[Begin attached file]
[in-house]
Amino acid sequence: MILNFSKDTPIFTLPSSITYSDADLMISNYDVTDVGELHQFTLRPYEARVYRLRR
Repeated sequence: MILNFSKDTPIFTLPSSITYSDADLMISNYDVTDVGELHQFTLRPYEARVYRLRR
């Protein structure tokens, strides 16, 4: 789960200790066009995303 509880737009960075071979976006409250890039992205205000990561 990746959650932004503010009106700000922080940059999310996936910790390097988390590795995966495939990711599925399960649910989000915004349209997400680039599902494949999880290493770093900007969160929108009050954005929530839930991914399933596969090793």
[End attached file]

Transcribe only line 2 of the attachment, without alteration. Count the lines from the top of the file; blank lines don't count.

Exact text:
Amino acid sequence: MILNFSKDTPIFTLPSSITYSDADLMISNYDVTDVGELHQFTLRPYEARVYRLRR